J Street conference rallies youth, falls short on effectively moving the conversation forward

Joe Biden, then serving as vice president, speaks at the 2013 J Street conference. Credit: J Street via Facebook.
Joe Biden, then serving as vice president, speaks at the 2013 J Street conference. Credit: J Street via Facebook.

The J Street policy conference, “Our Time To Lead,” ran this year from Sept. 28 through Oct. 1. With 2,800 participants—900 students—it was a sea of turquoise and a rush of chants, “Two states. Two states.”

Sometimes more like a football game than a foreign policy conference, the youthful energy at the conference was a testament to the grassroots and community-building work the organization has done on college campuses through its J Street U program.

“We have over 900 students who have chosen to engage,” said Aryeh Nussbaum Cohen during a Monday evening cocktail reception. The leader of J Street U at Princeton, Cohen brought 24 others with him to Washington. He said the students involved with J Street U feel they are moving the “pro-Israel, pro-peace” platform forward, a platform he equated to the civil rights and women’s rights movements.

And while certainly the students had an air of dedication surrounding them, there was also an atmosphere much like one would expect at a BBYO or United Synagogue Youth convention: kids wearing logoed T- shirts, snapping photos of their smiling faces and “checking in” on Facebook, tweeting words of inspiration, peace and love.

But the loud cheering was just that—cheering. Rah-rah messages brought little diversity or depth to the J Street sessions, of which there were roughly 25. For the training sessions, as the conference coined them, the media was not allowed to attend.

In each session, the message was the one to be expected.

“Those who do not support a two-state solution… those who think belonging to the Chosen People gives you the right to discriminate against non-Jews, they are the real dangerous anti-Zionists,” bellowed Israeli Knesset member Zahava Gal-On (Meretz) ahead of Vice President Joe Biden’s talk on Monday, Sept. 30.

“In moments of crisis, we have a duty to make change,” said Dror Moreh, director of the documentary “The Gatekeepers,” during the opening plenary.

“To say we’re doing everything we can to protect Palestinian lives is a lie,” said Avner Gvaryahu of Breaking the Silence during a session entitled “The Impact of Human Rights Organizations on Israeli Politics.”

One session, “Iran: A New Chance for Diplomacy,” had two speakers sitting on a panel from the same organization.

There was little more.

The vibe in the hallways—and in dialogues during free time and receptions—was that the conference lacked necessary organization and background, something that many compared with the sophisticated AIPAC annual conferences, which draw upward of 10,000 people.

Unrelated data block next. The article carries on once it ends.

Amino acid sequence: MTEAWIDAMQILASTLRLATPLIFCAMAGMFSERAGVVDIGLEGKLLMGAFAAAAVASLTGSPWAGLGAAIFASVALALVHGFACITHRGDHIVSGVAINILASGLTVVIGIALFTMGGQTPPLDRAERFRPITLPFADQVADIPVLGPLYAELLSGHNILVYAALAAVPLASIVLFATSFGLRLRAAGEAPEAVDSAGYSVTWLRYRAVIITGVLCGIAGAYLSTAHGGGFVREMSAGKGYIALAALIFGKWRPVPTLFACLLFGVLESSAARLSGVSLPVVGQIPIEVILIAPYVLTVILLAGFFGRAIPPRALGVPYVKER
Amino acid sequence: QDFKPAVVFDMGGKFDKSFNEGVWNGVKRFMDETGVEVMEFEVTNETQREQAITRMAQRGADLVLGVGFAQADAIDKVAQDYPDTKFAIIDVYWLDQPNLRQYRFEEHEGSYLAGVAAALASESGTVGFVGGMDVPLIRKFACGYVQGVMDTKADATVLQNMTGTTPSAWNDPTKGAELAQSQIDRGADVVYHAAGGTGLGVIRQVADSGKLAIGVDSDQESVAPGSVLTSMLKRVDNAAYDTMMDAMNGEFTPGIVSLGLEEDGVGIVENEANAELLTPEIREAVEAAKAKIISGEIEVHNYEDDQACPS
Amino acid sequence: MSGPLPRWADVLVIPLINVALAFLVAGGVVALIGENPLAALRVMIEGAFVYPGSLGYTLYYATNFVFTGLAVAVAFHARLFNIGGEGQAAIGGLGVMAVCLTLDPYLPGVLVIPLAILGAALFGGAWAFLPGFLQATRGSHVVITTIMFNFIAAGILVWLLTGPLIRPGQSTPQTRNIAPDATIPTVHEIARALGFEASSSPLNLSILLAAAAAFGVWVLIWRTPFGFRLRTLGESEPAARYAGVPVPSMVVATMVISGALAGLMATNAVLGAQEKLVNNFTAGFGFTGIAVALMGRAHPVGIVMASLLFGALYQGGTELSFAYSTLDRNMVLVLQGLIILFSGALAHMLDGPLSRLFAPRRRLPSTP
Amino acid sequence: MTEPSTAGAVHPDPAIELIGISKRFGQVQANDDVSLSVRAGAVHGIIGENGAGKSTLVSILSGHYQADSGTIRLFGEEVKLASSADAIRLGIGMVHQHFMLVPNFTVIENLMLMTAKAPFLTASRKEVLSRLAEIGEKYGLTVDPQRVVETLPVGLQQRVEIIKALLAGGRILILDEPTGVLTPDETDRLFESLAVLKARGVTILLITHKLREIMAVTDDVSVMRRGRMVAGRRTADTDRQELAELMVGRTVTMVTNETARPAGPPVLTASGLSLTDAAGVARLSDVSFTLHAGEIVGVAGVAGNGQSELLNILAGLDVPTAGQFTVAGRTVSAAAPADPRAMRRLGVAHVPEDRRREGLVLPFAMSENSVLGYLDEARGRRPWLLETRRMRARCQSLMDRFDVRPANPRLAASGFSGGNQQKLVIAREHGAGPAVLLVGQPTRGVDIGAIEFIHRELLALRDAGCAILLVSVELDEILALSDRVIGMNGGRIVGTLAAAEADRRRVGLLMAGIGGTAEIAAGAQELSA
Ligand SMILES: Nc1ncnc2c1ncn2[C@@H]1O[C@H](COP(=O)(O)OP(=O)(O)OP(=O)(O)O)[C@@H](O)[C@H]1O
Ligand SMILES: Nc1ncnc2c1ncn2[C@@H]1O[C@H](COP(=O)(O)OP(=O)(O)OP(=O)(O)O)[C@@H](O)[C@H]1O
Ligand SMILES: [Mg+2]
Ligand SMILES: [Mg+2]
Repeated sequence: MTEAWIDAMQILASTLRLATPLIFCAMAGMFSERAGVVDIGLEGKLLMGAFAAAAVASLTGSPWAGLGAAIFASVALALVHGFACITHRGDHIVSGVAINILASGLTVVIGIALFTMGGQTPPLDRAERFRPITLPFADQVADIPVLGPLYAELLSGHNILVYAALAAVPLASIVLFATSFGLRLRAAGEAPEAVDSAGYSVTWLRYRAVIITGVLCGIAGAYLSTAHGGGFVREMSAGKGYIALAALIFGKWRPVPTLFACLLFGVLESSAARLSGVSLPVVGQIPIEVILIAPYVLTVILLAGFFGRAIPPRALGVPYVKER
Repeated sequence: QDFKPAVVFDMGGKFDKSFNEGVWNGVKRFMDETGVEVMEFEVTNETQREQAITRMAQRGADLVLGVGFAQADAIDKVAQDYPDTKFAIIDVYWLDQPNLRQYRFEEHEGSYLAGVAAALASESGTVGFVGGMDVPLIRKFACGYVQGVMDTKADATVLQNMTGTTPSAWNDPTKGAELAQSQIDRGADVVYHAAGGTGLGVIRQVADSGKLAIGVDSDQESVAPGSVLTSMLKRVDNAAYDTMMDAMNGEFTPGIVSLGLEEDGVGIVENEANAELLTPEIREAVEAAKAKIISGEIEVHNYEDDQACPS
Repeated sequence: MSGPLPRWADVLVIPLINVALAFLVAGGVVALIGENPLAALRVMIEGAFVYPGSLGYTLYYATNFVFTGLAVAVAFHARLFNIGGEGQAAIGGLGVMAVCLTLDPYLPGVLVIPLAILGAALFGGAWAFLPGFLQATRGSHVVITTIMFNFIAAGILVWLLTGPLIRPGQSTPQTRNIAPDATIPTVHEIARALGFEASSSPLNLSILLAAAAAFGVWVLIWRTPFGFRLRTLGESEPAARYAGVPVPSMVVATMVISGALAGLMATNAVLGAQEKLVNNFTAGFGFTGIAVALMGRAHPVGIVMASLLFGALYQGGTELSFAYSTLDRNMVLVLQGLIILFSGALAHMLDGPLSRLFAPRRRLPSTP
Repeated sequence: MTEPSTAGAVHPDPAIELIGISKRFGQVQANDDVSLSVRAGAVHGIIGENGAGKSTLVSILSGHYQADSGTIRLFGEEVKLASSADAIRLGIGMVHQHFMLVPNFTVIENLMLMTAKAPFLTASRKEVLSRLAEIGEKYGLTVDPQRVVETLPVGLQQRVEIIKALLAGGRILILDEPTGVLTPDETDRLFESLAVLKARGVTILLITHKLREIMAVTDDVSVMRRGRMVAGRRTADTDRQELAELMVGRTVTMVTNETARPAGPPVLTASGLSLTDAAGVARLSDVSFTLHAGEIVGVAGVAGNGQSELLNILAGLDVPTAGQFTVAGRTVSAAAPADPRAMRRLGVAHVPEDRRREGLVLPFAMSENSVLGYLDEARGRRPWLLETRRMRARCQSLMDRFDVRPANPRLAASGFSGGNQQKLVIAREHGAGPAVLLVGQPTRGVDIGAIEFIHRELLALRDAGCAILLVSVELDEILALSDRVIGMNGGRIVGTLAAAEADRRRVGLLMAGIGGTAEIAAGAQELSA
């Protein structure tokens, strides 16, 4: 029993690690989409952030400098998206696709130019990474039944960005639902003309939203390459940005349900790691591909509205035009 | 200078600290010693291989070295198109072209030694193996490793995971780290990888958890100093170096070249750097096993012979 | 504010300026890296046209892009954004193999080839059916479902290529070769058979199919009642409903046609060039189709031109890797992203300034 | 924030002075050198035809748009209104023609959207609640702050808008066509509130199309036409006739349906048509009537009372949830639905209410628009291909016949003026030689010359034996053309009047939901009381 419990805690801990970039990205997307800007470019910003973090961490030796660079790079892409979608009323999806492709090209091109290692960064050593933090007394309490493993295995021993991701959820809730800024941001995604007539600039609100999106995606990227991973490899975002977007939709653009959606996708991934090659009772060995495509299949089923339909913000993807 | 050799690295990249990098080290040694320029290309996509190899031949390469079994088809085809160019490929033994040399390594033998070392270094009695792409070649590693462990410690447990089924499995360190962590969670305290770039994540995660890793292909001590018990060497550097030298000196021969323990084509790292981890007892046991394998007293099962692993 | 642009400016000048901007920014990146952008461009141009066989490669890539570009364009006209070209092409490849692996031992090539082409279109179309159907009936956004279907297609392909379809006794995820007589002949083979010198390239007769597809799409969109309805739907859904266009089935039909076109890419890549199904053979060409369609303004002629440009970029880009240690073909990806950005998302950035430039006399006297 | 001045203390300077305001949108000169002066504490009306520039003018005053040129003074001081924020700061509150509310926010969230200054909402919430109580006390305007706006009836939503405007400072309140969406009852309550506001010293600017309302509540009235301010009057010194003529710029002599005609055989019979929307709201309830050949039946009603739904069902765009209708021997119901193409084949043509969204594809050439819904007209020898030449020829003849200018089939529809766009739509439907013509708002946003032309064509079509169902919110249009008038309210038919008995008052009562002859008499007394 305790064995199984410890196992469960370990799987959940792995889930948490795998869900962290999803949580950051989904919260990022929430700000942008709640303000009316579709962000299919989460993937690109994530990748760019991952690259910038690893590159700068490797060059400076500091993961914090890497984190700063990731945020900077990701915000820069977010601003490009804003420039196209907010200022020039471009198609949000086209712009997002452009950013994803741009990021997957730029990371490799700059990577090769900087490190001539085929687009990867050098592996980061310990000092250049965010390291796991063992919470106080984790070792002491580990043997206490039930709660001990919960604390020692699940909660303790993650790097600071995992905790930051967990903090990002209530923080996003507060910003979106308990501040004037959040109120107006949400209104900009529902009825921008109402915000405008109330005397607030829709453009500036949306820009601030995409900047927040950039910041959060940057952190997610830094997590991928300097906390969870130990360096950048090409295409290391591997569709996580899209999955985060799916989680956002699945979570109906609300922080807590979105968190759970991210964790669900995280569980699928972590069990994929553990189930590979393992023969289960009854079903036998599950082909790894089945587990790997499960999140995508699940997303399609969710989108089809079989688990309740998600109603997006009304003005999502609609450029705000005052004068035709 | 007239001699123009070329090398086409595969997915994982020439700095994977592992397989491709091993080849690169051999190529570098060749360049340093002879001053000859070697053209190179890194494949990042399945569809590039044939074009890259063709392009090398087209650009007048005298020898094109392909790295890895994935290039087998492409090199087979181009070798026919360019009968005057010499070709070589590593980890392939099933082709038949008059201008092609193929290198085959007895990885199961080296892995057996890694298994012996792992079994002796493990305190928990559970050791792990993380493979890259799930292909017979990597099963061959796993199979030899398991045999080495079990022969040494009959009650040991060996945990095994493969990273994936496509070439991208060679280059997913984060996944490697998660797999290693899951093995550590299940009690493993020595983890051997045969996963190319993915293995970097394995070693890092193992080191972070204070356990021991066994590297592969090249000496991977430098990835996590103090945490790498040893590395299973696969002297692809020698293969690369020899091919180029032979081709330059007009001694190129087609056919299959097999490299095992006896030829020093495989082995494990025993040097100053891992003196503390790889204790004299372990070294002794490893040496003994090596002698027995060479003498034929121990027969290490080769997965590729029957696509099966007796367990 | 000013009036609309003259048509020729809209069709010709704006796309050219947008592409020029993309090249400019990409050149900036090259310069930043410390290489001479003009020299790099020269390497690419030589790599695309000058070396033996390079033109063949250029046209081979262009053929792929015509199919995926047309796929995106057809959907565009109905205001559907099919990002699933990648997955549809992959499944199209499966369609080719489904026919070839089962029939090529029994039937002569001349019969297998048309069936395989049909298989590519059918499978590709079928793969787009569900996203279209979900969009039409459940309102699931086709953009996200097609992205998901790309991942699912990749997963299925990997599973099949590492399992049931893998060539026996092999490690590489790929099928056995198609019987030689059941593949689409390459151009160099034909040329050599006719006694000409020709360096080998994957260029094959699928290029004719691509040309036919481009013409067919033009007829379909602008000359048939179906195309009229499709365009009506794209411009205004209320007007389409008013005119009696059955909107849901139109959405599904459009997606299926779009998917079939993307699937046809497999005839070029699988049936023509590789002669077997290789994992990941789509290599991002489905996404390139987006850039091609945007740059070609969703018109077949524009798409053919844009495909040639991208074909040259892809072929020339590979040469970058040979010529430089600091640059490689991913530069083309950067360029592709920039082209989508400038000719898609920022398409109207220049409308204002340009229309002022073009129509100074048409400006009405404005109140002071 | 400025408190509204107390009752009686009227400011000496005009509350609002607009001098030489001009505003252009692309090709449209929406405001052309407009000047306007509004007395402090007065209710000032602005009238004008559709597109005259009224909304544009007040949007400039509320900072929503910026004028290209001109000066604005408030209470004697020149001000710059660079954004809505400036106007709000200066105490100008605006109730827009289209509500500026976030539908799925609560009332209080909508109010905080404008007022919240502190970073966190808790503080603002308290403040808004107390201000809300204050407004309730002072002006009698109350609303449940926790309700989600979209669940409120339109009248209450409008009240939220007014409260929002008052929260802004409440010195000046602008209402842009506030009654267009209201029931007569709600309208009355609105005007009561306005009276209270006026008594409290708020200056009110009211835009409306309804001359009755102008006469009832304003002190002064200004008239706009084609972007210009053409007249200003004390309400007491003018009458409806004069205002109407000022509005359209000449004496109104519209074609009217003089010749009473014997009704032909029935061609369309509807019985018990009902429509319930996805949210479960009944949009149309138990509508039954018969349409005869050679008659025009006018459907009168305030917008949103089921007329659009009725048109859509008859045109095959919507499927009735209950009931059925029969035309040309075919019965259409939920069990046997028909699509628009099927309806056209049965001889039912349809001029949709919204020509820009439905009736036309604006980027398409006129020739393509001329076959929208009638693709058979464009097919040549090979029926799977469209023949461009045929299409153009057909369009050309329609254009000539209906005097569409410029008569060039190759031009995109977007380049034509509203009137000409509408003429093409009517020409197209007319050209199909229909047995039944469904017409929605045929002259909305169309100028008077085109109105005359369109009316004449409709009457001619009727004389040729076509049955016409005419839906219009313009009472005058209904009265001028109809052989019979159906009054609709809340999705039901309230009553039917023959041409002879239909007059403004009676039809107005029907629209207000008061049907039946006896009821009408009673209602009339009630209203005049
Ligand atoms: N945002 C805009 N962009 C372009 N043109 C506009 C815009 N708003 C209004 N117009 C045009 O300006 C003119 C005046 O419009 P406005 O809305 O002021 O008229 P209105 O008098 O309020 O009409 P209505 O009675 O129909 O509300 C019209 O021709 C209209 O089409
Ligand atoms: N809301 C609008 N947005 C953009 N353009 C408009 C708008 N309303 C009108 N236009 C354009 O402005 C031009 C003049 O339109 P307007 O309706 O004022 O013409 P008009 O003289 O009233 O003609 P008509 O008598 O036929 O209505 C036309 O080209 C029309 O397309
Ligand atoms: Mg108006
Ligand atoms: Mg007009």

“Where were the Israel 101s and 102s you see at AIPAC for the inspired who need the background to effectively take a stance?” was a question older participants and other media asked more than once.

“I am often most impressed by AIPAC’s organization,” said Rabbi Eric Solomon, who leads a congregation in North Carolina, a state in which there are approximately 25,000 Jews. He noted that while many members of Conservative congregations nationally shy away from active participation in J Street politics, his congregants have warmed to the idea of their rabbi’s participation. He said the shul honors an active and concerned dialogue about the Jewish state and that they like that “I care and that I am passionate about Israel.”

Rabbi Solomon tries to attend both the AIPAC and the J Street conferences and believes the two organizations can be complementary. “Before the public goes to vote, it has to be educated as to the realities of the peace process,” said Anat Saragusti of B’Tselem USA during the session “Can the People Bring Peace?” This need for greater education became gruesomely apparent when sessions opened up for questions. Though there were those in the audience who thoughtfully quizzed the speakers, there were many others who struggled to formulate on the subject—or even rooted in reality—questions.

In “The View from the Palestinian Street,” one participant stood up and asked a panelist how difficult it is to have the majority of Palestinian leaders exiled from the West Bank and cited Yasser Arafat’s 2003 death in a Paris hospital as an example. The panelist who was asked to respond, Nidal Foqaha of the Palestinian Peace Coalition, was left speechless. Ultimately he told the questioner he was sorry but he could not answer, as the facts were all wrong; although there are a handful of Hamas leaders who still live outside of Gaza, top Palestinian Authority dignitaries live in the West Bank. Arafat was not exiled from Ramallah at the time of his death.

‘The Machinery Is You’

There was only one session devoted to Iran—at least, though, there was one. Hamas was referred to as weakened and there was little talk—if any—as to whether the terrorist organization could pose an obstacle to peace.